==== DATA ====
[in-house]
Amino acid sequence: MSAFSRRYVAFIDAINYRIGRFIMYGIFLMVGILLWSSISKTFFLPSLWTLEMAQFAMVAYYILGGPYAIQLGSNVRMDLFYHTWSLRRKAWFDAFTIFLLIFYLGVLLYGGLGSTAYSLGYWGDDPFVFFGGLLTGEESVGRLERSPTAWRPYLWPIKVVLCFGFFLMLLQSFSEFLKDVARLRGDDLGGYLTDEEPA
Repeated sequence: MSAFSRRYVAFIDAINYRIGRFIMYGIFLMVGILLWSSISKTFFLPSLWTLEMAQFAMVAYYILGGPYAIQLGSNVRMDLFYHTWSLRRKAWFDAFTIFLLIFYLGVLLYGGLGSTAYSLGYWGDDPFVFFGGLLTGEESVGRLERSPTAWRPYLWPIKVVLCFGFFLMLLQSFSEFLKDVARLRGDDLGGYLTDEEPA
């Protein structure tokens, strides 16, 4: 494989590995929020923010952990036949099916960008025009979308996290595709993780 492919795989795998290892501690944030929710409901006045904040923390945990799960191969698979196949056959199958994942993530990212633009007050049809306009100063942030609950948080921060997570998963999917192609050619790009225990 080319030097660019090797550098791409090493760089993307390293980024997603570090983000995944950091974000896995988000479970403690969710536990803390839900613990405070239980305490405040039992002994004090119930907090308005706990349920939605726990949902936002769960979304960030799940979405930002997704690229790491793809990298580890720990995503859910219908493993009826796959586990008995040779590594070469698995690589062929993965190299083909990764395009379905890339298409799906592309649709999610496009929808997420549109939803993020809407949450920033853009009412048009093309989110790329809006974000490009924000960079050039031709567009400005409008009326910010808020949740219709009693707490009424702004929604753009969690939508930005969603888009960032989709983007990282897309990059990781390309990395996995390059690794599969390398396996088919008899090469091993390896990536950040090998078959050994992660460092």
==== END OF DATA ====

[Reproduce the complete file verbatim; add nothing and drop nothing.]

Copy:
[in-house]
Amino acid sequence: MSAFSRRYVAFIDAINYRIGRFIMYGIFLMVGILLWSSISKTFFLPSLWTLEMAQFAMVAYYILGGPYAIQLGSNVRMDLFYHTWSLRRKAWFDAFTIFLLIFYLGVLLYGGLGSTAYSLGYWGDDPFVFFGGLLTGEESVGRLERSPTAWRPYLWPIKVVLCFGFFLMLLQSFSEFLKDVARLRGDDLGGYLTDEEPA
Repeated sequence: MSAFSRRYVAFIDAINYRIGRFIMYGIFLMVGILLWSSISKTFFLPSLWTLEMAQFAMVAYYILGGPYAIQLGSNVRMDLFYHTWSLRRKAWFDAFTIFLLIFYLGVLLYGGLGSTAYSLGYWGDDPFVFFGGLLTGEESVGRLERSPTAWRPYLWPIKVVLCFGFFLMLLQSFSEFLKDVARLRGDDLGGYLTDEEPA
């Protein structure tokens, strides 16, 4: 494989590995929020923010952990036949099916960008025009979308996290595709993780 492919795989795998290892501690944030929710409901006045904040923390945990799960191969698979196949056959199958994942993530990212633009007050049809306009100063942030609950948080921060997570998963999917192609050619790009225990 080319030097660019090797550098791409090493760089993307390293980024997603570090983000995944950091974000896995988000479970403690969710536990803390839900613990405070239980305490405040039992002994004090119930907090308005706990349920939605726990949902936002769960979304960030799940979405930002997704690229790491793809990298580890720990995503859910219908493993009826796959586990008995040779590594070469698995690589062929993965190299083909990764395009379905890339298409799906592309649709999610496009929808997420549109939803993020809407949450920033853009009412048009093309989110790329809006974000490009924000960079050039031709567009400005409008009326910010808020949740219709009693707490009424702004929604753009969690939508930005969603888009960032989709983007990282897309990059990781390309990395996995390059690794599969390398396996088919008899090469091993390896990536950040090998078959050994992660460092």